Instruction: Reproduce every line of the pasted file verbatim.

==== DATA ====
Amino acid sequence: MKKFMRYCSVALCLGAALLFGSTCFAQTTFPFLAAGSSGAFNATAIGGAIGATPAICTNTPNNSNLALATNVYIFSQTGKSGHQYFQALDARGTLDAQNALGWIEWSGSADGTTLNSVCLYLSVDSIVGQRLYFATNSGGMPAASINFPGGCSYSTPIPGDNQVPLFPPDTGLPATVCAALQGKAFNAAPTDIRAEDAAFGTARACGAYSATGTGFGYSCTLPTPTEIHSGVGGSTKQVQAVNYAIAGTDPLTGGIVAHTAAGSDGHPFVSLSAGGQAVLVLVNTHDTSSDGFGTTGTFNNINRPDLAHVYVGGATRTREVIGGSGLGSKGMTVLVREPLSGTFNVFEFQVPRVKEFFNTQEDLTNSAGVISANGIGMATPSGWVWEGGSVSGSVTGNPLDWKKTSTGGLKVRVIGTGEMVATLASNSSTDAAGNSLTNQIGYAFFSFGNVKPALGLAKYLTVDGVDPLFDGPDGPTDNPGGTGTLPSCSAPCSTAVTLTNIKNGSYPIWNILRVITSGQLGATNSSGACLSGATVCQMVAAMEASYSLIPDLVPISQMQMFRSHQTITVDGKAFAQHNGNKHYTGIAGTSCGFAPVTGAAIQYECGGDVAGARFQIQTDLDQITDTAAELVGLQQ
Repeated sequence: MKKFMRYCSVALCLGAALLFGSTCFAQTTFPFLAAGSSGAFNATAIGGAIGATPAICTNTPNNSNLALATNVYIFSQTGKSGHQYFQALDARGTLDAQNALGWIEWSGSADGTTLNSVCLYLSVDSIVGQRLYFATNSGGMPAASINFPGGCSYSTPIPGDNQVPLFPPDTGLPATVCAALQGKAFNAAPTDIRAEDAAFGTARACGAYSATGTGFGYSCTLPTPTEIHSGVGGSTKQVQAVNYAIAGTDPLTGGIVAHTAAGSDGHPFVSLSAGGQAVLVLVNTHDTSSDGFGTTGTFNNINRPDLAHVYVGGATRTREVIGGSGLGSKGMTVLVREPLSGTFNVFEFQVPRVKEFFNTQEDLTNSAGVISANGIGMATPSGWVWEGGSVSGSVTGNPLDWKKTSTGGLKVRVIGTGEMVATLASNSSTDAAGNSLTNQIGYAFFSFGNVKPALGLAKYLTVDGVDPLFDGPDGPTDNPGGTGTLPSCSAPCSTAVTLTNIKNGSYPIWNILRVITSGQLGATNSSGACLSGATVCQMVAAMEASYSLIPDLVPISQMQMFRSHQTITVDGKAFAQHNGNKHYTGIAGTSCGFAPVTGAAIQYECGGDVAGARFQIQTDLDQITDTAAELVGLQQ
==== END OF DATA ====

Amino acid sequence: MKKFMRYCSVALCLGAALLFGSTCFAQTTFPFLAAGSSGAFNATAIGGAIGATPAICTNTPNNSNLALATNVYIFSQTGKSGHQYFQALDARGTLDAQNALGWIEWSGSADGTTLNSVCLYLSVDSIVGQRLYFATNSGGMPAASINFPGGCSYSTPIPGDNQVPLFPPDTGLPATVCAALQGKAFNAAPTDIRAEDAAFGTARACGAYSATGTGFGYSCTLPTPTEIHSGVGGSTKQVQAVNYAIAGTDPLTGGIVAHTAAGSDGHPFVSLSAGGQAVLVLVNTHDTSSDGFGTTGTFNNINRPDLAHVYVGGATRTREVIGGSGLGSKGMTVLVREPLSGTFNVFEFQVPRVKEFFNTQEDLTNSAGVISANGIGMATPSGWVWEGGSVSGSVTGNPLDWKKTSTGGLKVRVIGTGEMVATLASNSSTDAAGNSLTNQIGYAFFSFGNVKPALGLAKYLTVDGVDPLFDGPDGPTDNPGGTGTLPSCSAPCSTAVTLTNIKNGSYPIWNILRVITSGQLGATNSSGACLSGATVCQMVAAMEASYSLIPDLVPISQMQMFRSHQTITVDGKAFAQHNGNKHYTGIAGTSCGFAPVTGAAIQYECGGDVAGARFQIQTDLDQITDTAAELVGLQQ
Repeated sequence: MKKFMRYCSVALCLGAALLFGSTCFAQTTFPFLAAGSSGAFNATAIGGAIGATPAICTNTPNNSNLALATNVYIFSQTGKSGHQYFQALDARGTLDAQNALGWIEWSGSADGTTLNSVCLYLSVDSIVGQRLYFATNSGGMPAASINFPGGCSYSTPIPGDNQVPLFPPDTGLPATVCAALQGKAFNAAPTDIRAEDAAFGTARACGAYSATGTGFGYSCTLPTPTEIHSGVGGSTKQVQAVNYAIAGTDPLTGGIVAHTAAGSDGHPFVSLSAGGQAVLVLVNTHDTSSDGFGTTGTFNNINRPDLAHVYVGGATRTREVIGGSGLGSKGMTVLVREPLSGTFNVFEFQVPRVKEFFNTQEDLTNSAGVISANGIGMATPSGWVWEGGSVSGSVTGNPLDWKKTSTGGLKVRVIGTGEMVATLASNSSTDAAGNSLTNQIGYAFFSFGNVKPALGLAKYLTVDGVDPLFDGPDGPTDNPGGTGTLPSCSAPCSTAVTLTNIKNGSYPIWNILRVITSGQLGATNSSGACLSGATVCQMVAAMEASYSLIPDLVPISQMQMFRSHQTITVDGKAFAQHNGNKHYTGIAGTSCGFAPVTGAAIQYECGGDVAGARFQIQTDLDQITDTAAELVGLQQ